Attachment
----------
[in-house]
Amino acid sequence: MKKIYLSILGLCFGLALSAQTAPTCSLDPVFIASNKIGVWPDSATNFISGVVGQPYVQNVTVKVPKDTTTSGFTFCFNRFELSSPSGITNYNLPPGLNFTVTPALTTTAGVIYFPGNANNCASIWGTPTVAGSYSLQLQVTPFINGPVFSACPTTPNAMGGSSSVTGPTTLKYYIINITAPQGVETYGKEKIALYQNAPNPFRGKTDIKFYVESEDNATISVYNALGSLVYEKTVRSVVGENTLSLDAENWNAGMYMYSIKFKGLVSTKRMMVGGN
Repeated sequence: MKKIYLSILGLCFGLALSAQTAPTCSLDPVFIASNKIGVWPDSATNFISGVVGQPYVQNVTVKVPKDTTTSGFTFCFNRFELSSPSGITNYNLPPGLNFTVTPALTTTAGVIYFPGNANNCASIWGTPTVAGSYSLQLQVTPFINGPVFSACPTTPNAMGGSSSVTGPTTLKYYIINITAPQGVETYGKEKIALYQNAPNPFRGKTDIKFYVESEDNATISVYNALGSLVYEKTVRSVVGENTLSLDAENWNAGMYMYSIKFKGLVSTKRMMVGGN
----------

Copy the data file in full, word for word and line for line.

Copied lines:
[in-house]
Amino acid sequence: MKKIYLSILGLCFGLALSAQTAPTCSLDPVFIASNKIGVWPDSATNFISGVVGQPYVQNVTVKVPKDTTTSGFTFCFNRFELSSPSGITNYNLPPGLNFTVTPALTTTAGVIYFPGNANNCASIWGTPTVAGSYSLQLQVTPFINGPVFSACPTTPNAMGGSSSVTGPTTLKYYIINITAPQGVETYGKEKIALYQNAPNPFRGKTDIKFYVESEDNATISVYNALGSLVYEKTVRSVVGENTLSLDAENWNAGMYMYSIKFKGLVSTKRMMVGGN
Repeated sequence: MKKIYLSILGLCFGLALSAQTAPTCSLDPVFIASNKIGVWPDSATNFISGVVGQPYVQNVTVKVPKDTTTSGFTFCFNRFELSSPSGITNYNLPPGLNFTVTPALTTTAGVIYFPGNANNCASIWGTPTVAGSYSLQLQVTPFINGPVFSACPTTPNAMGGSSSVTGPTTLKYYIINITAPQGVETYGKEKIALYQNAPNPFRGKTDIKFYVESEDNATISVYNALGSLVYEKTVRSVVGENTLSLDAENWNAGMYMYSIKFKGLVSTKRMMVGGN